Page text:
Together, the Hoover Dike and the Central and Southern Florida Project made the region safe for one of the biggest development booms in human history. The backwater that was once south Florida was converted into a megalopolis of 7 million residents and 50 million annual tourists. The sinuous Kissimmee River, at the headwaters of the Everglades, was wrestled into an arrow-straight ditch so that cattle could graze in its floodplain. The northern Everglades became sugar fields. The eastern Everglades was overrun by sprawling suburbs, with the Sawgrass and Palmetto Expressways replacing sawgrass and palmettos, and communities like Sunrise, Miami Springs, Miami Lakes, Weston and Wellington invading the river of grass. The Sawgrass mall, Burger King’s international headquarters, Miami International Airport and the Florida Panthers hockey arena were all built on what were once Everglades wetlands. “Central and Southern Florida,” the Waters of Destiny narrator solemnly intoned, “is no longer nature’s fool.”

But again, efforts to subdue nature produced another cascade of unintended consequences. Highways, driveways and fairways replaced marshes that once provided kitchens and nurseries for wildlife, while also storing and purifying water for human consumption. Today, half the Everglades has been drained or paved for agriculture and development, and the other half is an ecological mess — sometimes too dry, sometimes too wet, polluted by runoff from sugar fields and suburbs, dammed and diverted by flood control run amok. Ninety percent of the wading birds that once flocked to the area are now gone, and its panthers are so inbred that males have been born without testicles (and therefore unable to propagate the species).

The decline has damaged people as well as critters. The extreme degradation of Everglades National Park, Lake Okeechobee, Florida Bay, and the coral reefs off the Keys have imperiled an ecotourism industry that attracts millions of bird-watchers, anglers and divers to the region. Unchecked sprawl has endangered the aquifers that store most of South Florida’s drinking water, produced brutal traffic and overcrowded schools, and whittled away the greenery that gave South Florida its unique sense of place. In 1995, a Governor’s Commission composed of 42 South Floridians from all walks of life unanimously concluded that their paradise was going to hell. “It is easy to see that our present course in South Florida is not sustainable,” the commission warned.

For the region’s water managers, the worst-case scenario is a reprise of the 1928 dike collapse. So whenever Lake Okeechobee gets high, they pump billions of gallons of water east and west through the St. Lucie and Caloosahatchee canals, ravaging the delicate balance of fresh and salt water in the canals’ estuaries. Manatees and dolphins go belly up, and red tides produced by algae are so pervasive that beachgoers have developed breathing problems. And Bromwell’s new report suggests that the desperate measures undertaken when water levels get too high may not prevent another disaster. The Hoover Dike leaks whenever the lake rises to 18 feet above sea level, and the obliteration of the wetlands that once provided natural water storage during storm surges has made it almost impossible for water managers to keep the lake low. In 2004, when four hurricanes swept through the region, lake levels suddenly jumped 6 feet. The Army Corps will spend about $40 million this year to try to strengthen the dike, but the state is frantically devising evacuation plans for the residents of lakefront communities, and the price tag for true stability could escalate well into the billions. “We’re paying the price for what we’ve done to Mother Nature,” says Paul Gray, the Lake Okeechobee scientist for the Audubon Society.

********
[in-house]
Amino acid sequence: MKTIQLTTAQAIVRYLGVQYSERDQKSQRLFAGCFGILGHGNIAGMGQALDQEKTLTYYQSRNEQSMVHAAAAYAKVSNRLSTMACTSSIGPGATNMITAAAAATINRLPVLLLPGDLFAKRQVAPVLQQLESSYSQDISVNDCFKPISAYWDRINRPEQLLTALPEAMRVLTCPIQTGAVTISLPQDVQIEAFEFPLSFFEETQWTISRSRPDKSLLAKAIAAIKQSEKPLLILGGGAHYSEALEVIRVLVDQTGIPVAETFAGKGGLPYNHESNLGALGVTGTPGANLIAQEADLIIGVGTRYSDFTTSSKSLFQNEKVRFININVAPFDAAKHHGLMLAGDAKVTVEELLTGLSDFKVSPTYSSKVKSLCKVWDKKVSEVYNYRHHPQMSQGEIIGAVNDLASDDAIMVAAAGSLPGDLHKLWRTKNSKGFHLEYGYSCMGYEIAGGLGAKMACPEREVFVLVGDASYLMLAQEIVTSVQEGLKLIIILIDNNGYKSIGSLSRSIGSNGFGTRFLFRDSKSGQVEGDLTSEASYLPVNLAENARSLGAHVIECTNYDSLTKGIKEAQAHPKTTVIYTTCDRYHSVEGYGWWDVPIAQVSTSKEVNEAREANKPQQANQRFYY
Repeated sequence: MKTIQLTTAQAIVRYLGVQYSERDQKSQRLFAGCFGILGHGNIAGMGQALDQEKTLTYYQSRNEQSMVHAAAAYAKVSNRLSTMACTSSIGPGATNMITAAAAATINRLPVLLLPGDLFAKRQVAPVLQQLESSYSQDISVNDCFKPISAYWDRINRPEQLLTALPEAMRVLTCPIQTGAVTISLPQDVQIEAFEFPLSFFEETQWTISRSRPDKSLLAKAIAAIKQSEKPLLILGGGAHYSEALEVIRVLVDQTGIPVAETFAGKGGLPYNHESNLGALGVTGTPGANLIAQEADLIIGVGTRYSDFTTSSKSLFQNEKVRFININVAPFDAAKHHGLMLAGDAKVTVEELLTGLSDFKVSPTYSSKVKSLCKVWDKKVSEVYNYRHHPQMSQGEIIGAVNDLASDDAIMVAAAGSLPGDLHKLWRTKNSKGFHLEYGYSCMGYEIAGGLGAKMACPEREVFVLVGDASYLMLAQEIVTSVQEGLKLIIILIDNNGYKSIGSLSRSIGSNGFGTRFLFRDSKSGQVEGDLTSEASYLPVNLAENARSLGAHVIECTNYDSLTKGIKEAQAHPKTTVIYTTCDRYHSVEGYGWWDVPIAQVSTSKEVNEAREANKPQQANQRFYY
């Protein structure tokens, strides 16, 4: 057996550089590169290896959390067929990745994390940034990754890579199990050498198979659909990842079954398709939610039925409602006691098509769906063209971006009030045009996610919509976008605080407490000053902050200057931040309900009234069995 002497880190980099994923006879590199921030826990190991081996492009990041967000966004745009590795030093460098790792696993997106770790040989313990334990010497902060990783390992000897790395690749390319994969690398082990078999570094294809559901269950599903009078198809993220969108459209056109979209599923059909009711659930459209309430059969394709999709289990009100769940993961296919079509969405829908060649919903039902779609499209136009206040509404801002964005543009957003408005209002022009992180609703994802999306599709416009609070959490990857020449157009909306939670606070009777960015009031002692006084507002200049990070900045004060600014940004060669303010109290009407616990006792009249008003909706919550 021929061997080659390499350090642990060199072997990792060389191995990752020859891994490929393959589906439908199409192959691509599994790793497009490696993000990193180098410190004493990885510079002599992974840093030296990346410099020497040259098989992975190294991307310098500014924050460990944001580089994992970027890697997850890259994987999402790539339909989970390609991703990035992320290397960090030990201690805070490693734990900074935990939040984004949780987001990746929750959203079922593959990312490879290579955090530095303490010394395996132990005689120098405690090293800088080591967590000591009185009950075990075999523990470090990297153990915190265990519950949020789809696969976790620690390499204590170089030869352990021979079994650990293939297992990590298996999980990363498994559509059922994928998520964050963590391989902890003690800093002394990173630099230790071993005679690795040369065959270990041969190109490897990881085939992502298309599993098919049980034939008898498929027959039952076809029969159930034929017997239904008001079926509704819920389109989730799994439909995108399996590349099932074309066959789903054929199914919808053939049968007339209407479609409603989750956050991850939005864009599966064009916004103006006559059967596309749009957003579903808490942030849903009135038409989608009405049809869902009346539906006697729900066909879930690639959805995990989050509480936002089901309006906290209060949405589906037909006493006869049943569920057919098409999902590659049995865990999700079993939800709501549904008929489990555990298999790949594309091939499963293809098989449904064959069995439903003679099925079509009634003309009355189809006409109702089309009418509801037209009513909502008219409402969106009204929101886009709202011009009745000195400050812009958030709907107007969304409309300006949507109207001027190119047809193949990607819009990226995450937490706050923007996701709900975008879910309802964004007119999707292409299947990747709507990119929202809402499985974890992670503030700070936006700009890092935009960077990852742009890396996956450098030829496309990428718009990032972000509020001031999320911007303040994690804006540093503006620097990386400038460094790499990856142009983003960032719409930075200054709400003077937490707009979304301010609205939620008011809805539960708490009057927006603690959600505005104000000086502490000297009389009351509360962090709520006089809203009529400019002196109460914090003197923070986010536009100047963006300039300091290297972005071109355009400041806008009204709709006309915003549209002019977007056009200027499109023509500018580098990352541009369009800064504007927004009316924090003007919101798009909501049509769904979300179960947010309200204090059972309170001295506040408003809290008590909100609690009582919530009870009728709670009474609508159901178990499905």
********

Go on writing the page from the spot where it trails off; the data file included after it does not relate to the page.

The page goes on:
Bromwell, the lead author of the report, lives in Vero Beach, on the St. Lucie River. He’s watched it turn brown, and he’s caught trout that have the telltale lesions caused by lake releases. But he knows that for now, those environmentally disastrous releases must continue — and may not be enough to avert a more traditional disaster. “I just hope people evacuate in time,” he says. The Army Corps commander in Florida, Robert Carpenter, recently criticized the report’s tone as “downright irresponsible,” but he didn’t question the report’s findings.

“The folks who brought you Katrina say, ‘Don’t worry,’” Bromwell says. “I worry.”


[Header = Restoration]RESTORATION

The story of Katrina is a similar brew of engineering hubris and unintended consequences. Army Corps levees helped protect New Orleans from the Mississippi River, but they also ravaged hundreds of square miles of coastal marshes that once served as hurricane speed bumps, helping to protect New Orleans from the Gulf of Mexico. One Army Corps project — the Mississippi River Gulf Outlet — actually intensified Katrina’s storm surge. And poorly designed Army Corps floodwalls buckled and drowned New Orleans.

Today, we’ve learned the dangers of building our civilizations in floodplains: they tend to flood. The key to preventing disaster following another hurricane like Katrina or the 1928 storm in South Florida will be to find a place to put all the water that used to sit in Everglades wetlands. The long-term hope lies with Everglades restoration, which is mostly a water-storage plan designed to replace the region’s bulldozed wetlands with a system of reservoirs and wells. The idea is to stop pumping excess water into the lake and the estuaries, and start storing it so that it can be redistributed to farms, cities and the Everglades.